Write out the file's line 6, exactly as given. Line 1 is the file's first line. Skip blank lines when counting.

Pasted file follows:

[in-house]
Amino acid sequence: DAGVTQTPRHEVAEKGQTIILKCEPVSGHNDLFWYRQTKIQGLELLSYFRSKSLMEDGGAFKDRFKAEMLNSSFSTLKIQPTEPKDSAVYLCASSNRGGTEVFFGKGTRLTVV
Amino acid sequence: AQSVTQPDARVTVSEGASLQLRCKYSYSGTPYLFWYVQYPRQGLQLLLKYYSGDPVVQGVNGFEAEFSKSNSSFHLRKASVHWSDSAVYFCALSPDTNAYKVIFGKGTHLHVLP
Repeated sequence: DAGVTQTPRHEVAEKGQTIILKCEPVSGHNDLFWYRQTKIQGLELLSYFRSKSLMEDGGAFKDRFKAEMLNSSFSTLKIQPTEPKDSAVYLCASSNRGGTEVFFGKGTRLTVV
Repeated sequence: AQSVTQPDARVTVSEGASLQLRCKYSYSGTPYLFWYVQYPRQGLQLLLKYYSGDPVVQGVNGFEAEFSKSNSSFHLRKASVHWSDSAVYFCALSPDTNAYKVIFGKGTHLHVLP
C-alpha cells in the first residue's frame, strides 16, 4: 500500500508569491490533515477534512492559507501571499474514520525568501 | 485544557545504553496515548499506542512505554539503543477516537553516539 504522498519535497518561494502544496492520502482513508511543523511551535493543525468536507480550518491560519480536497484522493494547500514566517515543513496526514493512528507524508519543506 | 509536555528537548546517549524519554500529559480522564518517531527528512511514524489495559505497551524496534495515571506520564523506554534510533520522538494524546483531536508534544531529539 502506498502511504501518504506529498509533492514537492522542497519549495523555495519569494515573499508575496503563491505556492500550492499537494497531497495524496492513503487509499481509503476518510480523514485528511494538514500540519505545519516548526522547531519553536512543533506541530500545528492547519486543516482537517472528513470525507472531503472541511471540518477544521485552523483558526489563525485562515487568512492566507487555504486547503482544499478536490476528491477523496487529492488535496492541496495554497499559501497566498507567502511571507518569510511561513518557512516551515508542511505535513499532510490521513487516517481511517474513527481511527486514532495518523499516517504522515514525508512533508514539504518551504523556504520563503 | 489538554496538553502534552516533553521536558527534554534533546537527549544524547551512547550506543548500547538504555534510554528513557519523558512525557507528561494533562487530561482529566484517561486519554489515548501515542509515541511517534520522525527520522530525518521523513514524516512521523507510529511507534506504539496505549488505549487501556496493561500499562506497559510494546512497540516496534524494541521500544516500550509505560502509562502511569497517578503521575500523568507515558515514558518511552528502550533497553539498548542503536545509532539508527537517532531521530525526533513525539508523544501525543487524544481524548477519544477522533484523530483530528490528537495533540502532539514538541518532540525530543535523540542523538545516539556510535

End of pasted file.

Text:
C-alpha cells in the first residue's frame, strides 16, 4: 500500500508569491490533515477534512492559507501571499474514520525568501 | 485544557545504553496515548499506542512505554539503543477516537553516539 504522498519535497518561494502544496492520502482513508511543523511551535493543525468536507480550518491560519480536497484522493494547500514566517515543513496526514493512528507524508519543506 | 509536555528537548546517549524519554500529559480522564518517531527528512511514524489495559505497551524496534495515571506520564523506554534510533520522538494524546483531536508534544531529539 502506498502511504501518504506529498509533492514537492522542497519549495523555495519569494515573499508575496503563491505556492500550492499537494497531497495524496492513503487509499481509503476518510480523514485528511494538514500540519505545519516548526522547531519553536512543533506541530500545528492547519486543516482537517472528513470525507472531503472541511471540518477544521485552523483558526489563525485562515487568512492566507487555504486547503482544499478536490476528491477523496487529492488535496492541496495554497499559501497566498507567502511571507518569510511561513518557512516551515508542511505535513499532510490521513487516517481511517474513527481511527486514532495518523499516517504522515514525508512533508514539504518551504523556504520563503 | 489538554496538553502534552516533553521536558527534554534533546537527549544524547551512547550506543548500547538504555534510554528513557519523558512525557507528561494533562487530561482529566484517561486519554489515548501515542509515541511517534520522525527520522530525518521523513514524516512521523507510529511507534506504539496505549488505549487501556496493561500499562506497559510494546512497540516496534524494541521500544516500550509505560502509562502511569497517578503521575500523568507515558515514558518511552528502550533497553539498548542503536545509532539508527537517532531521530525526533513525539508523544501525543487524544481524548477519544477522533484523530483530528490528537495533540502532539514538541518532540525530543535523540542523538545516539556510535